The Consumer Prices Index (CPI) rose by 0.3% in the year to May, unchanged from April. Other than a spike in CPI in March, due largely to the timing of Easter, inflation has been at 0.3% for every month so far this year.
Amongst the twelve broad CPI components prices remained very stable. There was a small unwinding of the deflation in transport prices. Movements in the price of diesel and sea fares were the main drivers of the change. Alongside this, there was also a modest uptick in inflation for restaurants and hotels, and communication.
Offsetting this was an easing in inflationary pressures from clothing and footwear, recreation and culture, and food and non-alcoholic beverages. The overall impact of these developments was a slight entrenching of goods deflation from 1.6% in April, to 1.8% May. This was offset by an increase in services inflation from 2.4% to 2.6%. Core inflation, which strips out food and fuel, remained at 1.2%.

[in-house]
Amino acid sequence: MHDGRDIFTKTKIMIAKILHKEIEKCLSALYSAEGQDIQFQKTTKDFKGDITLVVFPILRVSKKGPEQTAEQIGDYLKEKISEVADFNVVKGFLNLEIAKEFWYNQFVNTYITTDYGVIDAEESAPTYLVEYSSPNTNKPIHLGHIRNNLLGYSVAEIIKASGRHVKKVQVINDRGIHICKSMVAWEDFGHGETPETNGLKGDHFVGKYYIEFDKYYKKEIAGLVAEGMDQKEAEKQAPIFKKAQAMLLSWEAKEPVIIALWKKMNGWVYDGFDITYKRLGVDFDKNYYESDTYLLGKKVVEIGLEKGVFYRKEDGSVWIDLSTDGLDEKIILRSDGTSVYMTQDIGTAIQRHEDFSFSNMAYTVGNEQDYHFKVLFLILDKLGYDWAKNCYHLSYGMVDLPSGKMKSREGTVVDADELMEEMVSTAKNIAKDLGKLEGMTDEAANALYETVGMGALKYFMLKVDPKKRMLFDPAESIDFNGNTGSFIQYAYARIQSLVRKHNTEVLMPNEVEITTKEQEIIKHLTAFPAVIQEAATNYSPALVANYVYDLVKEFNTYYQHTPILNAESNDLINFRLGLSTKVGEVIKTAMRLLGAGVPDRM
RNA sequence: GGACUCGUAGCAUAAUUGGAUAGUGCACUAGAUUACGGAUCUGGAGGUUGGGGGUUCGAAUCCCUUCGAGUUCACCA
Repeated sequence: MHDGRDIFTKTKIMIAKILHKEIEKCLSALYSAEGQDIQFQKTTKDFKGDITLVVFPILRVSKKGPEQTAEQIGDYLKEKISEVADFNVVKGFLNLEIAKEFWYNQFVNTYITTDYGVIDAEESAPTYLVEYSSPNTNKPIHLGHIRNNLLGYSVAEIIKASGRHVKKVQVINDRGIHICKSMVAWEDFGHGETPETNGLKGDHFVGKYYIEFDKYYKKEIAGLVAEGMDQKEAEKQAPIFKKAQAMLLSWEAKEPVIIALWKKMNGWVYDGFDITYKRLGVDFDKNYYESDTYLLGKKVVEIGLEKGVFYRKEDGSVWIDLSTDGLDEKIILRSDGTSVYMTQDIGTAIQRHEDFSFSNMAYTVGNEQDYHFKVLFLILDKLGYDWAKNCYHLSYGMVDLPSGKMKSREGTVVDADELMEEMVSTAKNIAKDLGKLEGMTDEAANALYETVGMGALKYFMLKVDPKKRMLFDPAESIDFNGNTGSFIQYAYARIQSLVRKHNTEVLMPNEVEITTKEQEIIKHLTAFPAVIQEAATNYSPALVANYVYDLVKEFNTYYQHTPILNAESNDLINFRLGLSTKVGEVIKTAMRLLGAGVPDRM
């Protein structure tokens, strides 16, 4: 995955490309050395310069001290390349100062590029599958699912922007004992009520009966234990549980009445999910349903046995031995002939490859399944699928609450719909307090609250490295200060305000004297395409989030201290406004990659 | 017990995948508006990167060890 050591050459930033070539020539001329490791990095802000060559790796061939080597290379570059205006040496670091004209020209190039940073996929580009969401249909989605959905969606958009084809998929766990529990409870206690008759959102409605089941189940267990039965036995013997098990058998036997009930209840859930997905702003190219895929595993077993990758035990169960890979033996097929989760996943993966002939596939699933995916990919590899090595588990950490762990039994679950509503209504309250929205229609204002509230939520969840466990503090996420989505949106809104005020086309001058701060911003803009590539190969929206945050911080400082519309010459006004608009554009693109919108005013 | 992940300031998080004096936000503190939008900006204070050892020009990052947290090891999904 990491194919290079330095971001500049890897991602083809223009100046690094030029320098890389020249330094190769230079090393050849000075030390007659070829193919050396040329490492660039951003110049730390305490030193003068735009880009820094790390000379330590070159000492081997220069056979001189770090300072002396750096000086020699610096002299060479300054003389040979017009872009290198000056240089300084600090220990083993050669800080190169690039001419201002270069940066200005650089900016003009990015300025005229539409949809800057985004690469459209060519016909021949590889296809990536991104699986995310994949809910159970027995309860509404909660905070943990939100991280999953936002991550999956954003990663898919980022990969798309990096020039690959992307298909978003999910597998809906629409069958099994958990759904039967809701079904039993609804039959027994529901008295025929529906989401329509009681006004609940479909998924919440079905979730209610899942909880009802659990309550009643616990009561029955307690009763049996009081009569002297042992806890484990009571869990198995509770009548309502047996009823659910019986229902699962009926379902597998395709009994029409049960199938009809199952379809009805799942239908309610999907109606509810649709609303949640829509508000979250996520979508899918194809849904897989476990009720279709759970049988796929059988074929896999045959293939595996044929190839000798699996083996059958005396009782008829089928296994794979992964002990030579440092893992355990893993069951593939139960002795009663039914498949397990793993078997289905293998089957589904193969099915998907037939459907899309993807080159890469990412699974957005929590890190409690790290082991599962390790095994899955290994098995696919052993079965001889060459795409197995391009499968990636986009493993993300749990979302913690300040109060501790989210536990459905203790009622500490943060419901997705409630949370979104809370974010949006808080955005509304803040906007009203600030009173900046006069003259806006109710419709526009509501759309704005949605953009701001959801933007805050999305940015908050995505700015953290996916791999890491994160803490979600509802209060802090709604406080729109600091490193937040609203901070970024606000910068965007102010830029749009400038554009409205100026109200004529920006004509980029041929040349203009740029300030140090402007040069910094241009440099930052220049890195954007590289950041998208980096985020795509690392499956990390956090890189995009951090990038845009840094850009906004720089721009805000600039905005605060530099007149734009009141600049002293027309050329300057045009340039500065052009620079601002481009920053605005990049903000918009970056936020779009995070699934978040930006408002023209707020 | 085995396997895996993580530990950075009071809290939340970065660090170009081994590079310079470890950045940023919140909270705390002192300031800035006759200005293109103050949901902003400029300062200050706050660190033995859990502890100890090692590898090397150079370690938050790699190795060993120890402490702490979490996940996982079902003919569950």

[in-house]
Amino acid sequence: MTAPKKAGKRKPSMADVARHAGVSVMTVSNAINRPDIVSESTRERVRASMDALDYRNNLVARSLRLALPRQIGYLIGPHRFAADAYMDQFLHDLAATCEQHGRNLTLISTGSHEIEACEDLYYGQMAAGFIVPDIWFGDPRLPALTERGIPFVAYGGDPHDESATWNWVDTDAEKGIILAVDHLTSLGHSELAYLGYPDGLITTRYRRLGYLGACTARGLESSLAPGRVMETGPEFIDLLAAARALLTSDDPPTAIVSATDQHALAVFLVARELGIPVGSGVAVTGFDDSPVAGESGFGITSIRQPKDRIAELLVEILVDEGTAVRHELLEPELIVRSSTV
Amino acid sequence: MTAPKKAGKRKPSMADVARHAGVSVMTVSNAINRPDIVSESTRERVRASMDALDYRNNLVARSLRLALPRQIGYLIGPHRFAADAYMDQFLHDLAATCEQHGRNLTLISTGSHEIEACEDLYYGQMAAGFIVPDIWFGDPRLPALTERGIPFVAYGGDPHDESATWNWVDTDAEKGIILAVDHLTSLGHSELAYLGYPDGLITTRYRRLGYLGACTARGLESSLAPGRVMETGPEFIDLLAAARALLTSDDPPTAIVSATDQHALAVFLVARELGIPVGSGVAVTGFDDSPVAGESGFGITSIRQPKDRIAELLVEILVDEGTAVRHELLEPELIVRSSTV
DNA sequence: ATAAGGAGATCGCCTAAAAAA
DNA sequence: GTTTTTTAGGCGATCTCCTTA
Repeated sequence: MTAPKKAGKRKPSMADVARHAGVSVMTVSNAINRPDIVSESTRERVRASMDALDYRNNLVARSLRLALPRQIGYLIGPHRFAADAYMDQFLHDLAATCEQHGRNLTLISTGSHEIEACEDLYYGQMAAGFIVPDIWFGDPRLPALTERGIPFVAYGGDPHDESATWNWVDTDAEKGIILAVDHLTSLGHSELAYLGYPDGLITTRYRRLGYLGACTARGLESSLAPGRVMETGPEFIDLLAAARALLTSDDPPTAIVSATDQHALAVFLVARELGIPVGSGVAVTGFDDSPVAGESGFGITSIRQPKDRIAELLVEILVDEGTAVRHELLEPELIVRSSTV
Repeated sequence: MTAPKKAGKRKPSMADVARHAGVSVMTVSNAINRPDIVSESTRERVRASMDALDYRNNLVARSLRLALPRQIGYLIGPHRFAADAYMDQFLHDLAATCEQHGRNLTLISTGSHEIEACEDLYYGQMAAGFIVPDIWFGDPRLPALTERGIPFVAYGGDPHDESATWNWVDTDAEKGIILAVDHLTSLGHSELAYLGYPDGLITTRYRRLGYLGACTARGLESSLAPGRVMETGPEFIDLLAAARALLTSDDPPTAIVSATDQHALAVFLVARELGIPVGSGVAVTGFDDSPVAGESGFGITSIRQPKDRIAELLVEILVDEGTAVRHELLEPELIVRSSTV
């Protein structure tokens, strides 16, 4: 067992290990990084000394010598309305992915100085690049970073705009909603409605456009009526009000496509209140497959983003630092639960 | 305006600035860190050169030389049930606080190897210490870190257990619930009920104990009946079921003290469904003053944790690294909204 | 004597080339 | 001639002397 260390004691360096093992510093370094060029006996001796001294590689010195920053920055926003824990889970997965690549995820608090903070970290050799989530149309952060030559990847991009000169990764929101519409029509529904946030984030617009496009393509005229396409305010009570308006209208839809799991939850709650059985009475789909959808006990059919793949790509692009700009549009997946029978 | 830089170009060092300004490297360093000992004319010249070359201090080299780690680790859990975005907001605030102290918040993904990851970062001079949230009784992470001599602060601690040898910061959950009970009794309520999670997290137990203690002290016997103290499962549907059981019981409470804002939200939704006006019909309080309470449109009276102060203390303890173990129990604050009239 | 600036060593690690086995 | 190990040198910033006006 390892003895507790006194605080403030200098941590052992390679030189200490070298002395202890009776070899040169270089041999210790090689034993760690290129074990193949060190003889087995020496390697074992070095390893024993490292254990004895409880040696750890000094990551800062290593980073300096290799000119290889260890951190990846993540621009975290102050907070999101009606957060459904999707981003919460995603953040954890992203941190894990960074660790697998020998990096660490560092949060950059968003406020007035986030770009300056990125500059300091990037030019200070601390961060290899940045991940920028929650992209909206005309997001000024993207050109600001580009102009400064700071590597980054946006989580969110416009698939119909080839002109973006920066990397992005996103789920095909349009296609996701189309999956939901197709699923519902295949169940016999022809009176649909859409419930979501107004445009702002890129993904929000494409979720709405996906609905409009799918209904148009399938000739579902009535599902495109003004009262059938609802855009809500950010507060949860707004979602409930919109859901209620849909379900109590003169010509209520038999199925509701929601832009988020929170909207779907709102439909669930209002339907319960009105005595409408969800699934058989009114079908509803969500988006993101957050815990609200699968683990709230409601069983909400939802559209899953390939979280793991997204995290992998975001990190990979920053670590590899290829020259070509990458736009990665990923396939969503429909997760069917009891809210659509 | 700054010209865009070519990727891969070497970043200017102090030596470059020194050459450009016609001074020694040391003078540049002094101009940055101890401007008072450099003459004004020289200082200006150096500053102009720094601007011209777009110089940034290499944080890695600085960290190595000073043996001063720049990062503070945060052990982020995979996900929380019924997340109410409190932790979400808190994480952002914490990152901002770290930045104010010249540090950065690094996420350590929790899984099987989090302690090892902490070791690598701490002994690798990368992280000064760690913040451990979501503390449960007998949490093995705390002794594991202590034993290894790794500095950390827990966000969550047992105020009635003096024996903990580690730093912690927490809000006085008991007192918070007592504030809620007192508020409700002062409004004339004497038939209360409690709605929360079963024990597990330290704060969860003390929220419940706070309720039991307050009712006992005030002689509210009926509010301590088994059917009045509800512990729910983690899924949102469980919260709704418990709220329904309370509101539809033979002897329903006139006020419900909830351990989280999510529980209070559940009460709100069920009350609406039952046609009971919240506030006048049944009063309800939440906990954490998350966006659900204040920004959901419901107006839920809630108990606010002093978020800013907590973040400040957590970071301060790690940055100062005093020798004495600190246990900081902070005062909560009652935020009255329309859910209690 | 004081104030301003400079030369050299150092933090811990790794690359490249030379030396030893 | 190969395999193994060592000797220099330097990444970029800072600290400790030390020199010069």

Given the absence of any large movements in the latest numbers, our benign baseline forecast for CPI remains largely unchanged. We expect CPI inflation to increase gradually as the oil price recovers and the large falls in the food component of CPI over the past couple of year’s bottom out. Quicker than expected oil price growth, and the potential for an increase in import prices from a further depreciation of sterling against a number of key currencies mean the risks to the forecast are balanced on the upside.